When the Bough Breaks

I got a 4/10 on the Health Equity Quiz, and I found that despite the U.S. being a strong economic power they were only ranked 29th for the world life expectancy. I originally checked the top ten, but was completely surprised to see it wasn’t close at all.

The main question was posed, why were black American babies born twice as small and prematurely in comparison to white American babies. Even more shockingly, expecting black mothers, who were college graduates, had three times the higher infant mortality rate than white mothers that were high school drop outs. With that statistic in mind, genetics doesn’t seem to play a big role in answering this question, and so an even deeper question is asked. Does the mother’s social race affect the life of the infant that she bears?

Many people believe racism is a thing of the past, but racial inequality and discrimination occur everyday in the U.S.. Even more so with women, and the significant find in the study was how black American women internalized racism in comparison to white American women. In Black women, 50% thought about racism at lease once or more a day, and 21% think about it constantly in comparison to 50% of white women who never think about it. As an expecting mother, and to be put on with this sort of chronic stress and anxiety releases extra stress hormones thus labor begins a lot sooner than expected.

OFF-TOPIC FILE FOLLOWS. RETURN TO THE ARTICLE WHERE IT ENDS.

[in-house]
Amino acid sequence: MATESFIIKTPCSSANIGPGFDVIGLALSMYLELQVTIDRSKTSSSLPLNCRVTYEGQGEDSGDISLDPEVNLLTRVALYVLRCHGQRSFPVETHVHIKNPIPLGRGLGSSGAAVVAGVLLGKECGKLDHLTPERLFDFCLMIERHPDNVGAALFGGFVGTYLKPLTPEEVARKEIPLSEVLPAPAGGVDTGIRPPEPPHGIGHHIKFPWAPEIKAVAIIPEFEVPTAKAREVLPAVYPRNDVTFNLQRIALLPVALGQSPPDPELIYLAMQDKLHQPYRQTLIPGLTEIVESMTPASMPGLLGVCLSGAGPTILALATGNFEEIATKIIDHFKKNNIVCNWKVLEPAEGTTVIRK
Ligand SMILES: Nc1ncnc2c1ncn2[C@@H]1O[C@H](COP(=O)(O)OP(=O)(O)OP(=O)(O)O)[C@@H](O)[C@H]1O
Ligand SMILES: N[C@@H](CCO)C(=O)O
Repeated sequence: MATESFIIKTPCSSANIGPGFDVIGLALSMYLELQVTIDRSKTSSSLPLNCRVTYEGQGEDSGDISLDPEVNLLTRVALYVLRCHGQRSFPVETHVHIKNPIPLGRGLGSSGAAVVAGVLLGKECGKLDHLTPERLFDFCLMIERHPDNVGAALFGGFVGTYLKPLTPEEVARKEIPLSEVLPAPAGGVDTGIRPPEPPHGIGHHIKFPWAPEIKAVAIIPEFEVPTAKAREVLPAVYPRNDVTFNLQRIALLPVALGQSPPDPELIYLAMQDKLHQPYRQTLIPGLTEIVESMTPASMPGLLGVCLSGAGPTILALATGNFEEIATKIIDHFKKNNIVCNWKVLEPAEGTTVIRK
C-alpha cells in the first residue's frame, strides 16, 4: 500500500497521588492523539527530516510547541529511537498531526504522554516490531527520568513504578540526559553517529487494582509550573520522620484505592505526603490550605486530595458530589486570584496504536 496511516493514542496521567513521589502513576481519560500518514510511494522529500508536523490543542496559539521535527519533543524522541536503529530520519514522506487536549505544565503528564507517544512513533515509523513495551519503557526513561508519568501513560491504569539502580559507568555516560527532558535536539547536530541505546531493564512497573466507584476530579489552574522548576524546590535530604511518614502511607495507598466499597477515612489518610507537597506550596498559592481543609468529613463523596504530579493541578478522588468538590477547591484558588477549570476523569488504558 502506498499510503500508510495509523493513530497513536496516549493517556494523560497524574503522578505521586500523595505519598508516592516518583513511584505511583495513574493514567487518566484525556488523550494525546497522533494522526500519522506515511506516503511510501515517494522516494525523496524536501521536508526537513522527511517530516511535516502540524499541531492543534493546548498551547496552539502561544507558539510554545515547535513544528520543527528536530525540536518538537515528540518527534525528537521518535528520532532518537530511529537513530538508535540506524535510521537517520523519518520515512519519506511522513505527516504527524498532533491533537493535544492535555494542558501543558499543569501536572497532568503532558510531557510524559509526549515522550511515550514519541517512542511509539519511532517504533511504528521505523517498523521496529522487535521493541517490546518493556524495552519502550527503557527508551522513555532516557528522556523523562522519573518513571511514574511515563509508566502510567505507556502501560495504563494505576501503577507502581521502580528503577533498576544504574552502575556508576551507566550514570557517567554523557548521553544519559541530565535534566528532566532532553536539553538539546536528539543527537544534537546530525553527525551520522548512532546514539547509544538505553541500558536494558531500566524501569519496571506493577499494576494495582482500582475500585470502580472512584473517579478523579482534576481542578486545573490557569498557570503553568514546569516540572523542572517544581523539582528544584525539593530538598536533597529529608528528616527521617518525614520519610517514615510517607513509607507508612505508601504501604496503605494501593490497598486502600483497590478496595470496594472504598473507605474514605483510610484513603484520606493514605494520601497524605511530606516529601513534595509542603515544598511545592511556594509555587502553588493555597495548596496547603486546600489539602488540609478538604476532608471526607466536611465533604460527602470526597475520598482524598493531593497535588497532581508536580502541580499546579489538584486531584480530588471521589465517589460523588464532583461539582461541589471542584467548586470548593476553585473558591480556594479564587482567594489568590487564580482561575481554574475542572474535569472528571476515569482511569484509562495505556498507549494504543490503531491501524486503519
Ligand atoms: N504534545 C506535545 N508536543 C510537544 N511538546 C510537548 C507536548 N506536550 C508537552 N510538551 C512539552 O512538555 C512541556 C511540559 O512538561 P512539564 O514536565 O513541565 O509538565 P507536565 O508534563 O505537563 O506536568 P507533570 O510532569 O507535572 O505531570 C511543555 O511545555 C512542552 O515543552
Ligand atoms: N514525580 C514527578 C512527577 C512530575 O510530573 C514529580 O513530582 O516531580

It’s not easy being a double minority in any society, where you not only have to face the social stigmas of your race but your gender. All Black Americans at all income levels are more denied in mortgages, pay more for automobiles, and offered less job interviews than other racial groups. On top of that, it’s the everyday encounters of racism that make each individual’s experience more clear that social racism still exists. Making these experiences that much more vivid and recallable such in the case of Kim Anderson. To ever feel like a second class citizen is a completely degrading feeling, and it’s not an understandable feeling until one goes through it personally. Politically, these ideas have historical roots from segregation laws. With those policies, it seems that much of the chronic stress felt by Black American women stem from the still ongoing but silent thoughts of people’s predisposed beliefs.

One study showed that 70% of Americans believe racism as a part of the past. So is it ironic that many believe racism is a thing of the past, when it occurs everyday and in this case to the point of inducing early child birth. The historically charged ideas of the past seem to continuously resurface. Can this illness be rooted specifically from racism in all cases? No. However, it seems considering the factors and the variables that were tested, cumulative stress for a woman and more specifically black American women can strongly affect the baby and the mother.

It could also be true, that maybe by even watching this short documentary, you could be more conscious of how racism effects your mental psyche and your everyday stress levels. Thus, having more of an effect on you than before. It’s a funny thing, how much aware your mind can be when certain things are put in front of you.

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